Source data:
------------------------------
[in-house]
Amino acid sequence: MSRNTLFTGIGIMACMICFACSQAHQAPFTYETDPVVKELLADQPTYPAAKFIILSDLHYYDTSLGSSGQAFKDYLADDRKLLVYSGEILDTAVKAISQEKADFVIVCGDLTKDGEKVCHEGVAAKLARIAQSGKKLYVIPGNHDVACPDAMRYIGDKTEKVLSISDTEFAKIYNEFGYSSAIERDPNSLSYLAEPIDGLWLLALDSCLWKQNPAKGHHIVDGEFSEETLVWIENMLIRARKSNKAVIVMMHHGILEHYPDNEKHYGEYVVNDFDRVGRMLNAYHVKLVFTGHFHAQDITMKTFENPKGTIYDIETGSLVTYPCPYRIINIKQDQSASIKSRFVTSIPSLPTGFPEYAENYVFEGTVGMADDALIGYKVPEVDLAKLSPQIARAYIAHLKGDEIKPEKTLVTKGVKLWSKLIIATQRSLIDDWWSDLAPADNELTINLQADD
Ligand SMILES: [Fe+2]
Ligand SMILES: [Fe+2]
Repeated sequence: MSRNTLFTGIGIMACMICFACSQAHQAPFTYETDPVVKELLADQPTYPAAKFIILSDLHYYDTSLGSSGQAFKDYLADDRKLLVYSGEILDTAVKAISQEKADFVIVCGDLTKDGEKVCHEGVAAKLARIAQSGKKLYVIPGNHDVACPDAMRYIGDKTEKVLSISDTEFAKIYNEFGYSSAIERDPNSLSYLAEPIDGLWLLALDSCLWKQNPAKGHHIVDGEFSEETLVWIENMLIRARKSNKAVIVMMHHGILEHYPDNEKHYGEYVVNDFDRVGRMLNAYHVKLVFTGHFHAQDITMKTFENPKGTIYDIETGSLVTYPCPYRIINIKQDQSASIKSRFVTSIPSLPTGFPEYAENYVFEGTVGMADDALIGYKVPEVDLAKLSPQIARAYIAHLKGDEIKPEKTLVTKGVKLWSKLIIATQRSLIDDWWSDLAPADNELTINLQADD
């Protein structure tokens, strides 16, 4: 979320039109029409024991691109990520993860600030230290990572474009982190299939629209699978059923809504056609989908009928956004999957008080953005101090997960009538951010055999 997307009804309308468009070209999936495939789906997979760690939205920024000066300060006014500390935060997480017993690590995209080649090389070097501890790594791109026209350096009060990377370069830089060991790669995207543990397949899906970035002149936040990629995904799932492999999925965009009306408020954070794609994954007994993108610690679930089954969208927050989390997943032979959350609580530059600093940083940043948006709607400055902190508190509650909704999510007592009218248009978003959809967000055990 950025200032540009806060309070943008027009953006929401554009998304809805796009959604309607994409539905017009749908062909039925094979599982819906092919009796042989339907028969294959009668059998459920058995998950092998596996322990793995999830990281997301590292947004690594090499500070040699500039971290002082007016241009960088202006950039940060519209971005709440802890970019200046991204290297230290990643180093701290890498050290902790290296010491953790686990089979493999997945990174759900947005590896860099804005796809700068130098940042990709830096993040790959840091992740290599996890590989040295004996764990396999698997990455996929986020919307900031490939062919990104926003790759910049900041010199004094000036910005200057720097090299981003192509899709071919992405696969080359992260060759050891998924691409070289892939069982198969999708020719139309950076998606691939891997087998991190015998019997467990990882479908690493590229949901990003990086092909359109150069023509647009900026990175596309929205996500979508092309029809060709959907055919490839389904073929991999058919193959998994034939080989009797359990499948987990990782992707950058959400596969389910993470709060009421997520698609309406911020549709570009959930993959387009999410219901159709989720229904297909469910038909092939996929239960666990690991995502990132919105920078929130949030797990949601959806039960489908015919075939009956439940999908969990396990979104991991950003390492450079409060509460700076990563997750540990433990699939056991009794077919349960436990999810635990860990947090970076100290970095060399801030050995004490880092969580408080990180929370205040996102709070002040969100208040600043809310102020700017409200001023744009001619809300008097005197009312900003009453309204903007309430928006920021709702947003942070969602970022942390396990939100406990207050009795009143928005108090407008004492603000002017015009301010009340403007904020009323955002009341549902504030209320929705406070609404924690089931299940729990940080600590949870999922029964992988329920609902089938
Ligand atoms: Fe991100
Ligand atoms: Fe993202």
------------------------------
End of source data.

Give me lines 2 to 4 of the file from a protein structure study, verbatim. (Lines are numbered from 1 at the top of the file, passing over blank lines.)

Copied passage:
Amino acid sequence: MSRNTLFTGIGIMACMICFACSQAHQAPFTYETDPVVKELLADQPTYPAAKFIILSDLHYYDTSLGSSGQAFKDYLADDRKLLVYSGEILDTAVKAISQEKADFVIVCGDLTKDGEKVCHEGVAAKLARIAQSGKKLYVIPGNHDVACPDAMRYIGDKTEKVLSISDTEFAKIYNEFGYSSAIERDPNSLSYLAEPIDGLWLLALDSCLWKQNPAKGHHIVDGEFSEETLVWIENMLIRARKSNKAVIVMMHHGILEHYPDNEKHYGEYVVNDFDRVGRMLNAYHVKLVFTGHFHAQDITMKTFENPKGTIYDIETGSLVTYPCPYRIINIKQDQSASIKSRFVTSIPSLPTGFPEYAENYVFEGTVGMADDALIGYKVPEVDLAKLSPQIARAYIAHLKGDEIKPEKTLVTKGVKLWSKLIIATQRSLIDDWWSDLAPADNELTINLQADD
Ligand SMILES: [Fe+2]
Ligand SMILES: [Fe+2]